Simply put, the total chlorine concentration in a water sample includes all available free chlorine plus all the chlorine that has already oxidized (acted on) contaminants in the water and become combined chlorine (monochloramines).
Free (available) chlorine refers to the concentration of chlorine molecules residing a water sample that have not, yet, oxidized contaminants. As a general rule you want to maintain a free chlorine residual in a body of water or water source.
Therefore, if a water sample has a total chlorine residual but no free, available chlorine, then the sample may or may not be ‘safe’. Some public (municipal) drinking water systems use only combined chlorine
It seems counter-intuitive that a public water systems would choose combined chlorine over free chlorine given free chlorine’s superior disinfecting (oxidizing) properties, but monochloramines do still have oxidizing capabilities and they do not create compounds (disinfection by-products, tri-halomethames, TTHM’s, etc.) that may cause cancer.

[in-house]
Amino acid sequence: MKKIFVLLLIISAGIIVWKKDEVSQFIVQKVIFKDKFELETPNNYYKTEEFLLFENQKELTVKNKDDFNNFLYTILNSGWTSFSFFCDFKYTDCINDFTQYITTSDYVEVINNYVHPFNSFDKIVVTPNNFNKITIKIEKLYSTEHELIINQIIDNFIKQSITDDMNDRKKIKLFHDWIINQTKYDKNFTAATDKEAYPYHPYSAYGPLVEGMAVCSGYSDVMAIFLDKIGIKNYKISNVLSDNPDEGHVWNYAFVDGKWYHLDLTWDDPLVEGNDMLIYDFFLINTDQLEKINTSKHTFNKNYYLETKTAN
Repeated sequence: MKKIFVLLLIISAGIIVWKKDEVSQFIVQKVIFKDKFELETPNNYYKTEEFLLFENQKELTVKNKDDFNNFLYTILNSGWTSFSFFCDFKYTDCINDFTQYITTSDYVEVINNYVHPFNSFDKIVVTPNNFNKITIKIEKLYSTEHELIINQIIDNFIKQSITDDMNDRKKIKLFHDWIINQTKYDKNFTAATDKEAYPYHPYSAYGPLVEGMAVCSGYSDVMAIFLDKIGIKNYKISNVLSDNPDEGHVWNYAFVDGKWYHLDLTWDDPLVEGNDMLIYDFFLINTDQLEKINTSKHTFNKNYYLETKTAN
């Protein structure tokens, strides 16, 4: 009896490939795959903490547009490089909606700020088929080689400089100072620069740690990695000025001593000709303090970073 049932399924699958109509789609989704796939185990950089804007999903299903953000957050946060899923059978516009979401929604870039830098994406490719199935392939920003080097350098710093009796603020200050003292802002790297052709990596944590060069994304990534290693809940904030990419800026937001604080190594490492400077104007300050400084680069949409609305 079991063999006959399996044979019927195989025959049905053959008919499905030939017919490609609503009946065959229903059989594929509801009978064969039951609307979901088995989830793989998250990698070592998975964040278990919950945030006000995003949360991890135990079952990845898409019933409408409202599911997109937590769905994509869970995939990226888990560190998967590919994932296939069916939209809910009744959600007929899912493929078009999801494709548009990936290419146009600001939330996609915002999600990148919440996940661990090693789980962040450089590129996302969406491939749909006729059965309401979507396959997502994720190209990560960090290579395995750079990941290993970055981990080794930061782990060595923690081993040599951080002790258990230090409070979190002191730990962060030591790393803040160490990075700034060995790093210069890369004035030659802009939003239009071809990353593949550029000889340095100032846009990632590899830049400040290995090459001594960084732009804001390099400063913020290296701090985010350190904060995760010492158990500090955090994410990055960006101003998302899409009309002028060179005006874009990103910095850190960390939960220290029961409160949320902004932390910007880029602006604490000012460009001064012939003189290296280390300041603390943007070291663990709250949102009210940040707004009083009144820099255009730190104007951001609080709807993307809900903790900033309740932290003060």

So… if you want to know how much free chlorine you have versus how much combined chlorine you have, simply subtract the free chlorine concentration from the total chlorine concentration:
(Total Chlorine) – (Free Chlorine) = Combined Chlorine
For pool water you can use a test strip like the Pool Check 6-Way to determine the free and total chlorine concentrations of a sample.
For drinking water you can use test strips like SenSafe Free Chlorine Water Check to determine the free chlorine concentration of a water sample and SenSafe Total Chlorine Water Check to determine the total chlorine concentration of a water sample.
OR, for an even easier test procedure, you can use the WaterWorks 2 Free & Total Chlorine Test Strip which tests for both free and total chlorine at the same time.